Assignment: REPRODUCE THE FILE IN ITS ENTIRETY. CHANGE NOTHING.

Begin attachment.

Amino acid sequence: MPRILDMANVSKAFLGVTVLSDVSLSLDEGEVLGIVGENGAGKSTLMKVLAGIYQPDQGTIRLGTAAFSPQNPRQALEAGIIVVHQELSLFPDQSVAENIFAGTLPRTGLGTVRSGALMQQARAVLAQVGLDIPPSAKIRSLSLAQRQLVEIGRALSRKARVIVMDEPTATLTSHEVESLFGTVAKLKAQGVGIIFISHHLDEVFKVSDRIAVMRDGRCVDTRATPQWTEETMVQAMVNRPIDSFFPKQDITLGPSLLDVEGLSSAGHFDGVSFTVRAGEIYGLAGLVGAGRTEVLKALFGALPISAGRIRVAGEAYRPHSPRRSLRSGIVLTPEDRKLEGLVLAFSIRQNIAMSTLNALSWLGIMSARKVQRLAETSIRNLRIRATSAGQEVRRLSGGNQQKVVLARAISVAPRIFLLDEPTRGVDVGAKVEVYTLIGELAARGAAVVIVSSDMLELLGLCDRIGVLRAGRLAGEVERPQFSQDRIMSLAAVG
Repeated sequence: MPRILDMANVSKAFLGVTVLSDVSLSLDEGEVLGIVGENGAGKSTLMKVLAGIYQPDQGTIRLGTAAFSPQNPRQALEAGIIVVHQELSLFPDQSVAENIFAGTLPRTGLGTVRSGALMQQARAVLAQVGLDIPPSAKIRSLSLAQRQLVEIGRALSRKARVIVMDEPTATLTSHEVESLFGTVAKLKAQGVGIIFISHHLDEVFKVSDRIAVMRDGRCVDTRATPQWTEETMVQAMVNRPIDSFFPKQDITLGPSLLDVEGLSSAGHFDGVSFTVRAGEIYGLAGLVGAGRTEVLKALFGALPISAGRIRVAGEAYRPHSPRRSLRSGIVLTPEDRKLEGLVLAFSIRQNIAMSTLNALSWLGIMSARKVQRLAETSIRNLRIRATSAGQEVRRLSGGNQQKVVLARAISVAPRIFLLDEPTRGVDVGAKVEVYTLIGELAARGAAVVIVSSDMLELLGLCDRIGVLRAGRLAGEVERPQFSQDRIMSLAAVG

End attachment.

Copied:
Amino acid sequence: MPRILDMANVSKAFLGVTVLSDVSLSLDEGEVLGIVGENGAGKSTLMKVLAGIYQPDQGTIRLGTAAFSPQNPRQALEAGIIVVHQELSLFPDQSVAENIFAGTLPRTGLGTVRSGALMQQARAVLAQVGLDIPPSAKIRSLSLAQRQLVEIGRALSRKARVIVMDEPTATLTSHEVESLFGTVAKLKAQGVGIIFISHHLDEVFKVSDRIAVMRDGRCVDTRATPQWTEETMVQAMVNRPIDSFFPKQDITLGPSLLDVEGLSSAGHFDGVSFTVRAGEIYGLAGLVGAGRTEVLKALFGALPISAGRIRVAGEAYRPHSPRRSLRSGIVLTPEDRKLEGLVLAFSIRQNIAMSTLNALSWLGIMSARKVQRLAETSIRNLRIRATSAGQEVRRLSGGNQQKVVLARAISVAPRIFLLDEPTRGVDVGAKVEVYTLIGELAARGAAVVIVSSDMLELLGLCDRIGVLRAGRLAGEVERPQFSQDRIMSLAAVG
Repeated sequence: MPRILDMANVSKAFLGVTVLSDVSLSLDEGEVLGIVGENGAGKSTLMKVLAGIYQPDQGTIRLGTAAFSPQNPRQALEAGIIVVHQELSLFPDQSVAENIFAGTLPRTGLGTVRSGALMQQARAVLAQVGLDIPPSAKIRSLSLAQRQLVEIGRALSRKARVIVMDEPTATLTSHEVESLFGTVAKLKAQGVGIIFISHHLDEVFKVSDRIAVMRDGRCVDTRATPQWTEETMVQAMVNRPIDSFFPKQDITLGPSLLDVEGLSSAGHFDGVSFTVRAGEIYGLAGLVGAGRTEVLKALFGALPISAGRIRVAGEAYRPHSPRRSLRSGIVLTPEDRKLEGLVLAFSIRQNIAMSTLNALSWLGIMSARKVQRLAETSIRNLRIRATSAGQEVRRLSGGNQQKVVLARAISVAPRIFLLDEPTRGVDVGAKVEVYTLIGELAARGAAVVIVSSDMLELLGLCDRIGVLRAGRLAGEVERPQFSQDRIMSLAAVG